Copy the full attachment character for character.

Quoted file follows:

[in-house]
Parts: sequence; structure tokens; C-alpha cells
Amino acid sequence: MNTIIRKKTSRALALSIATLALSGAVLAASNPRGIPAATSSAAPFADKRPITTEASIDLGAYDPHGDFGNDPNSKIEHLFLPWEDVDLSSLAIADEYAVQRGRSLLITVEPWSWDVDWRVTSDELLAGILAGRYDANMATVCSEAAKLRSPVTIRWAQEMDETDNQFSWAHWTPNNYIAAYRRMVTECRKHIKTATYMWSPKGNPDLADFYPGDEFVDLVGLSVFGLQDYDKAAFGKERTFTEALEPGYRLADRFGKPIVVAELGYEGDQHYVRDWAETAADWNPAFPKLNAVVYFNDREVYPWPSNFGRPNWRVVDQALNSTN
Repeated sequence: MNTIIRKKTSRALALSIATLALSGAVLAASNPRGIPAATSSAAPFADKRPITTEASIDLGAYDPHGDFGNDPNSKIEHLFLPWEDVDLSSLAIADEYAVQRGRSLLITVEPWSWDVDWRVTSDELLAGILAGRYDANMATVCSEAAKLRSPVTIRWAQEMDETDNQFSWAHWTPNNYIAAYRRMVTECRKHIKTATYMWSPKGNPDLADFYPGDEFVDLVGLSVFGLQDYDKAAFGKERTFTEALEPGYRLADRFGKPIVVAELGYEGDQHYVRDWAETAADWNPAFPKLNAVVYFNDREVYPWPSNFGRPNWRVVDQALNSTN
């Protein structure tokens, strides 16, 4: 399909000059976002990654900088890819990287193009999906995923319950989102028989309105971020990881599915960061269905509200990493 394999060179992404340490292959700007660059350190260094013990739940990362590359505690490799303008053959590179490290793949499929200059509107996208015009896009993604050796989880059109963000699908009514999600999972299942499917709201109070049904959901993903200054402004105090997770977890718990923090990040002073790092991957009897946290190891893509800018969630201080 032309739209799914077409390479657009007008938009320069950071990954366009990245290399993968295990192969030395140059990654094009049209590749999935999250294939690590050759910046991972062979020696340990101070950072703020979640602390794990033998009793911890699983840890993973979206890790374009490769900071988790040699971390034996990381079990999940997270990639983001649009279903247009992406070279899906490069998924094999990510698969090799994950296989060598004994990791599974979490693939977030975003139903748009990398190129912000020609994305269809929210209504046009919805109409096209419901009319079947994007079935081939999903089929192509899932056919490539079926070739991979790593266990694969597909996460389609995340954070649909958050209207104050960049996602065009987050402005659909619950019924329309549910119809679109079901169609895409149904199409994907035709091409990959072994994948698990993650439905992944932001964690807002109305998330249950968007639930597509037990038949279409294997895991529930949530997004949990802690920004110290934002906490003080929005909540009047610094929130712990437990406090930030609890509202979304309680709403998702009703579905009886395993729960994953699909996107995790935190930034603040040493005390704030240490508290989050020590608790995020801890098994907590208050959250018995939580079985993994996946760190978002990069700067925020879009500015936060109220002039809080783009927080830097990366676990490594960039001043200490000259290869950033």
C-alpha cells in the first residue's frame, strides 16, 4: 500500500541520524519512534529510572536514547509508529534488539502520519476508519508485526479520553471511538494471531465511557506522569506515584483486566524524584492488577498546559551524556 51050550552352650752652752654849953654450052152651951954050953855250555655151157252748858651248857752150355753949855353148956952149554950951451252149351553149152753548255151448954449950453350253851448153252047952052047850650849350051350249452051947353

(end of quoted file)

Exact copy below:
[in-house]
Parts: sequence; structure tokens; C-alpha cells
Amino acid sequence: MNTIIRKKTSRALALSIATLALSGAVLAASNPRGIPAATSSAAPFADKRPITTEASIDLGAYDPHGDFGNDPNSKIEHLFLPWEDVDLSSLAIADEYAVQRGRSLLITVEPWSWDVDWRVTSDELLAGILAGRYDANMATVCSEAAKLRSPVTIRWAQEMDETDNQFSWAHWTPNNYIAAYRRMVTECRKHIKTATYMWSPKGNPDLADFYPGDEFVDLVGLSVFGLQDYDKAAFGKERTFTEALEPGYRLADRFGKPIVVAELGYEGDQHYVRDWAETAADWNPAFPKLNAVVYFNDREVYPWPSNFGRPNWRVVDQALNSTN
Repeated sequence: MNTIIRKKTSRALALSIATLALSGAVLAASNPRGIPAATSSAAPFADKRPITTEASIDLGAYDPHGDFGNDPNSKIEHLFLPWEDVDLSSLAIADEYAVQRGRSLLITVEPWSWDVDWRVTSDELLAGILAGRYDANMATVCSEAAKLRSPVTIRWAQEMDETDNQFSWAHWTPNNYIAAYRRMVTECRKHIKTATYMWSPKGNPDLADFYPGDEFVDLVGLSVFGLQDYDKAAFGKERTFTEALEPGYRLADRFGKPIVVAELGYEGDQHYVRDWAETAADWNPAFPKLNAVVYFNDREVYPWPSNFGRPNWRVVDQALNSTN
């Protein structure tokens, strides 16, 4: 399909000059976002990654900088890819990287193009999906995923319950989102028989309105971020990881599915960061269905509200990493 394999060179992404340490292959700007660059350190260094013990739940990362590359505690490799303008053959590179490290793949499929200059509107996208015009896009993604050796989880059109963000699908009514999600999972299942499917709201109070049904959901993903200054402004105090997770977890718990923090990040002073790092991957009897946290190891893509800018969630201080 032309739209799914077409390479657009007008938009320069950071990954366009990245290399993968295990192969030395140059990654094009049209590749999935999250294939690590050759910046991972062979020696340990101070950072703020979640602390794990033998009793911890699983840890993973979206890790374009490769900071988790040699971390034996990381079990999940997270990639983001649009279903247009992406070279899906490069998924094999990510698969090799994950296989060598004994990791599974979490693939977030975003139903748009990398190129912000020609994305269809929210209504046009919805109409096209419901009319079947994007079935081939999903089929192509899932056919490539079926070739991979790593266990694969597909996460389609995340954070649909958050209207104050960049996602065009987050402005659909619950019924329309549910119809679109079901169609895409149904199409994907035709091409990959072994994948698990993650439905992944932001964690807002109305998330249950968007639930597509037990038949279409294997895991529930949530997004949990802690920004110290934002906490003080929005909540009047610094929130712990437990406090930030609890509202979304309680709403998702009703579905009886395993729960994953699909996107995790935190930034603040040493005390704030240490508290989050020590608790995020801890098994907590208050959250018995939580079985993994996946760190978002990069700067925020879009500015936060109220002039809080783009927080830097990366676990490594960039001043200490000259290869950033």
C-alpha cells in the first residue's frame, strides 16, 4: 500500500541520524519512534529510572536514547509508529534488539502520519476508519508485526479520553471511538494471531465511557506522569506515584483486566524524584492488577498546559551524556 51050550552352650752652752654849953654450052152651951954050953855250555655151157252748858651248857752150355753949855353148956952149554950951451252149351553149152753548255151448954449950453350253851448153252047952052047850650849350051350249452051947353